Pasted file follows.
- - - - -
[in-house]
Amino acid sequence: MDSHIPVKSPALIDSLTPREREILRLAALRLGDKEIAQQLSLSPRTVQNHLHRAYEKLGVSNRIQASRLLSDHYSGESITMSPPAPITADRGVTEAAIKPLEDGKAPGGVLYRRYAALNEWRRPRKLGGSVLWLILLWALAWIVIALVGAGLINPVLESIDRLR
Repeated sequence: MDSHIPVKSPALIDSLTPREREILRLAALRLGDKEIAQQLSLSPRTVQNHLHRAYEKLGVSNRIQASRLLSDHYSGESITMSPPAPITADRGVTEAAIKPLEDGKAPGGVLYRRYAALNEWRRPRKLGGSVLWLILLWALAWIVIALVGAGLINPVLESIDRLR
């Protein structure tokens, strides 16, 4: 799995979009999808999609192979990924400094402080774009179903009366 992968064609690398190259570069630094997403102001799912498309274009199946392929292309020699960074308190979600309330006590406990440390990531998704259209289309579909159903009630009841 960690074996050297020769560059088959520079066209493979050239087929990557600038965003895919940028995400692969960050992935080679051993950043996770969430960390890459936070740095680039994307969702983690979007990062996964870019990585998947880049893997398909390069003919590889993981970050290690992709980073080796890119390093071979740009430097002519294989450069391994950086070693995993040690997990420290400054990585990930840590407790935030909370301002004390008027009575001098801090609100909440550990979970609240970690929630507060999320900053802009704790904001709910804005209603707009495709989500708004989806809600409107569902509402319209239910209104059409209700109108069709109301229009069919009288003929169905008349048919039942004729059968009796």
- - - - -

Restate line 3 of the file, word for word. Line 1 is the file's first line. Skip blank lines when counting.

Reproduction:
Repeated sequence: MDSHIPVKSPALIDSLTPREREILRLAALRLGDKEIAQQLSLSPRTVQNHLHRAYEKLGVSNRIQASRLLSDHYSGESITMSPPAPITADRGVTEAAIKPLEDGKAPGGVLYRRYAALNEWRRPRKLGGSVLWLILLWALAWIVIALVGAGLINPVLESIDRLR